SQL R Services optimization for concurrent execution of sp_execute_external_script


Tips and Trick for SQL R Services

With SQL Server 2016, we have introduced in-database analytics by bringing R closer to the database. This allows the compute to happen closer to the data,  and also leverage the power of SQL Server including resource governance. For production scenario, our guideline includes embedding ‘R’ scripts inside sp_execute_external_script (SPEES), which internally spawns processes for R analytics.

To achieve better concurrency and throughput in parallel execution of SPEES, we recommend customer to test different process pool size to determine the optimum setting for their workload. By default 6 processes are enabled and it takes 100 ms to start a new process in Windows. For a large concurrent request, we should following entry in rlauncher.config to get preemptively increase the pool size.

PROCESS_POOL_SQLSATELLITE_GROWTH=20

If customer is running 10 concurrent connections to SPEES with MAXDOP of 4, we recommend setting the pool size to at least 10 X 4 i.e. 40. In general, the optimum configuration depends on the workload, so they should be tested for specific use case.

Comments (5)

  1. Andy Hogg says:

    Great to see more information on R in SQL Server being published, please keep up the good work.
    One interesting thing though, on my machine I consistently see 5 R processes instantiated and not 6.

    1. Hi Andy,
      6 processes are created, butone of the processes are assigned to the execution of your script (MAXDOP etc., may have an impact here), and that process is torn down after the execution. That’s most likely why you see 5 RTerm processes. I am at the moment writing a series of blog-posts about SQL Server R Services, and you can find a post covering this particular subject here: http://www.nielsberglund.com/2017/04/13/microsoft-sql-server-r-services-internals-iii/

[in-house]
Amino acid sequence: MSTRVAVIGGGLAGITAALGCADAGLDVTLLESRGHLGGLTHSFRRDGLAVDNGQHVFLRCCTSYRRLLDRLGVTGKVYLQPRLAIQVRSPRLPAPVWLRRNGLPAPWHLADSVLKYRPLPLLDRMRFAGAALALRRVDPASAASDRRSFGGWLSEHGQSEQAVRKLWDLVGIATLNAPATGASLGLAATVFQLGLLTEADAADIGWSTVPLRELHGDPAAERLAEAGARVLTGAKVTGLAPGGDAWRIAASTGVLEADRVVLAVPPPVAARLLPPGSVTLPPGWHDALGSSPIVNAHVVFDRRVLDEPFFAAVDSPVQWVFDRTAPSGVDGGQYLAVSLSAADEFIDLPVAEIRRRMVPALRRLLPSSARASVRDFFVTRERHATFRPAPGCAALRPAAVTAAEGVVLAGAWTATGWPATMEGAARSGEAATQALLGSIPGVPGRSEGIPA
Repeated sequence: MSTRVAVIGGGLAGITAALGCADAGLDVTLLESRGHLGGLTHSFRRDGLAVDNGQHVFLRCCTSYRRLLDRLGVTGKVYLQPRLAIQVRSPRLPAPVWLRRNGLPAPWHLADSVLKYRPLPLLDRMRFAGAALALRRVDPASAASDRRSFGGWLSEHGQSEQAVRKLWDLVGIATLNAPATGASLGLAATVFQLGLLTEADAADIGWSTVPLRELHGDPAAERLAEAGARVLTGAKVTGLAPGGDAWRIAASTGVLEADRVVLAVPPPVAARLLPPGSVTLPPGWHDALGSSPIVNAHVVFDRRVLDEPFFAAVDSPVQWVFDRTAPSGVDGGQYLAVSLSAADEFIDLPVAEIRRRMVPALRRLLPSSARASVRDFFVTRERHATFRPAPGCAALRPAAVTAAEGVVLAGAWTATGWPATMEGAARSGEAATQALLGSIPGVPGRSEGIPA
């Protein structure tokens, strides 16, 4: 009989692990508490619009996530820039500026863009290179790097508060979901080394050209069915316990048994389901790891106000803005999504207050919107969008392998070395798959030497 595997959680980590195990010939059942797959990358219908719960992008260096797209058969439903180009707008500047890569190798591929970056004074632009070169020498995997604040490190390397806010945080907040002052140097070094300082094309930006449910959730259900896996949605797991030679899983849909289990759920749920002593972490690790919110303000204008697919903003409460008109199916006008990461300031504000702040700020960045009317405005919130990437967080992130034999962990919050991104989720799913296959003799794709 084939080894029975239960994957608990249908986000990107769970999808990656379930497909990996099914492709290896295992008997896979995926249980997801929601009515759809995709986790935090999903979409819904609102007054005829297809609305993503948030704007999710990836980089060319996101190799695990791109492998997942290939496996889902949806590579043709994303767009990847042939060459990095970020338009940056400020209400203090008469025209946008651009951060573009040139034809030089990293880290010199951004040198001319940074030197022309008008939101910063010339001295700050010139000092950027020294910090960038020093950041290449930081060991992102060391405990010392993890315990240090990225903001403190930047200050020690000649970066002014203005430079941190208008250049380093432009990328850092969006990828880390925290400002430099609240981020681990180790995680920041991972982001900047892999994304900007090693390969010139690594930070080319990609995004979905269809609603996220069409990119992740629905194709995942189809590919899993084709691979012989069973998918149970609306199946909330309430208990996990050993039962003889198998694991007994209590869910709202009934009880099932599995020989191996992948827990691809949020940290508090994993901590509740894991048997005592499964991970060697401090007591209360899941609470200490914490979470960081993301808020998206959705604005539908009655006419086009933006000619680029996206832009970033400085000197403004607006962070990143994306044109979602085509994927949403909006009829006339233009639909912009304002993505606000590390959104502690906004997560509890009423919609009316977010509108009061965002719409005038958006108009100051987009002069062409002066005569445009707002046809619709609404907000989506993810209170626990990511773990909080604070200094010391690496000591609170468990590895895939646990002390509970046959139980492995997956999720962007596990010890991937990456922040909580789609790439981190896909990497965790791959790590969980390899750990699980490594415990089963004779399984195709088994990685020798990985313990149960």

2. Peter Cuttance says:

    I am aware that when ScaleR was initially developed, the focus was on parallel processing for individual analyses — i.e. splitting a job across multiple processors.

    However, my focus is not on large analyses using large data sets, but on running a large number of analyses (jobs) each using a relatively small dataset.

    Can the ScaleR function, or another function be used to create queues for each of a the processors in a set — e.g. if we run a Server with 4 cores, is there functionality available when running either R Server, or R in-database (SQL Server 2016) — I’ve not yet been able to work this out from the documentation I have read, as I have not seen any reference to the Use Case I have.

    1. There isn’t a direct function in ScaleR which can allow you to create queues for multiple execution of SPEES, however you can invoke them from PowerShell in parallel or use SQL agent etc.

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